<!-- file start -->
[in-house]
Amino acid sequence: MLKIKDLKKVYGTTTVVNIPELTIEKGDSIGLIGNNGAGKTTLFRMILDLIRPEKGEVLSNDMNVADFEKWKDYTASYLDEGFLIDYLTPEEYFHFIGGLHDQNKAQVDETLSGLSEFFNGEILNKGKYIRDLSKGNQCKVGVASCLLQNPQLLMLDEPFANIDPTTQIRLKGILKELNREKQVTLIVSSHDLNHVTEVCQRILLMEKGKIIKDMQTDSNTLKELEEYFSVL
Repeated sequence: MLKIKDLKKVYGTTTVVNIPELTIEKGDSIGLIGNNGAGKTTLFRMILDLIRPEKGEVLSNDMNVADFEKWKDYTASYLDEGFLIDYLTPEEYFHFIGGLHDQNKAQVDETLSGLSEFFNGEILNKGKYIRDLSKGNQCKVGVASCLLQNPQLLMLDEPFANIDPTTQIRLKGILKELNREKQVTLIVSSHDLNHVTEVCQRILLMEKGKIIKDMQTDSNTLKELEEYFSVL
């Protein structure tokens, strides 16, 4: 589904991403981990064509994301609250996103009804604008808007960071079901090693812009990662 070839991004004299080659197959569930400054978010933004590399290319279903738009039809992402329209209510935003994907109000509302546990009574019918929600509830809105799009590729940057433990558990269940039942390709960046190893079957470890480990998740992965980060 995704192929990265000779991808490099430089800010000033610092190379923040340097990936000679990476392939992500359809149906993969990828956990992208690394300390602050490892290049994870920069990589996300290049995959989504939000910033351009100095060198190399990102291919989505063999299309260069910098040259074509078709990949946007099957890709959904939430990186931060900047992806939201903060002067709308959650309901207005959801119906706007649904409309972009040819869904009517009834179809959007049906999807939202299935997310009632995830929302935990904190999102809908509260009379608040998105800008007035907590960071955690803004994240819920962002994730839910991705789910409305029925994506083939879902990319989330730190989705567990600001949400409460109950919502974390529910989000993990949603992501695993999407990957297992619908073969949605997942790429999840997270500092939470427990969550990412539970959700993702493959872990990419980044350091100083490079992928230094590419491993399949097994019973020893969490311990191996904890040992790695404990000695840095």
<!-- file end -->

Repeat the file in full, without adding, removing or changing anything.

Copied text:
[in-house]
Amino acid sequence: MLKIKDLKKVYGTTTVVNIPELTIEKGDSIGLIGNNGAGKTTLFRMILDLIRPEKGEVLSNDMNVADFEKWKDYTASYLDEGFLIDYLTPEEYFHFIGGLHDQNKAQVDETLSGLSEFFNGEILNKGKYIRDLSKGNQCKVGVASCLLQNPQLLMLDEPFANIDPTTQIRLKGILKELNREKQVTLIVSSHDLNHVTEVCQRILLMEKGKIIKDMQTDSNTLKELEEYFSVL
Repeated sequence: MLKIKDLKKVYGTTTVVNIPELTIEKGDSIGLIGNNGAGKTTLFRMILDLIRPEKGEVLSNDMNVADFEKWKDYTASYLDEGFLIDYLTPEEYFHFIGGLHDQNKAQVDETLSGLSEFFNGEILNKGKYIRDLSKGNQCKVGVASCLLQNPQLLMLDEPFANIDPTTQIRLKGILKELNREKQVTLIVSSHDLNHVTEVCQRILLMEKGKIIKDMQTDSNTLKELEEYFSVL
């Protein structure tokens, strides 16, 4: 589904991403981990064509994301609250996103009804604008808007960071079901090693812009990662 070839991004004299080659197959569930400054978010933004590399290319279903738009039809992402329209209510935003994907109000509302546990009574019918929600509830809105799009590729940057433990558990269940039942390709960046190893079957470890480990998740992965980060 995704192929990265000779991808490099430089800010000033610092190379923040340097990936000679990476392939992500359809149906993969990828956990992208690394300390602050490892290049994870920069990589996300290049995959989504939000910033351009100095060198190399990102291919989505063999299309260069910098040259074509078709990949946007099957890709959904939430990186931060900047992806939201903060002067709308959650309901207005959801119906706007649904409309972009040819869904009517009834179809959007049906999807939202299935997310009632995830929302935990904190999102809908509260009379608040998105800008007035907590960071955690803004994240819920962002994730839910991705789910409305029925994506083939879902990319989330730190989705567990600001949400409460109950919502974390529910989000993990949603992501695993999407990957297992619908073969949605997942790429999840997270500092939470427990969550990412539970959700993702493959872990990419980044350091100083490079992928230094590419491993399949097994019973020893969490311990191996904890040992790695404990000695840095």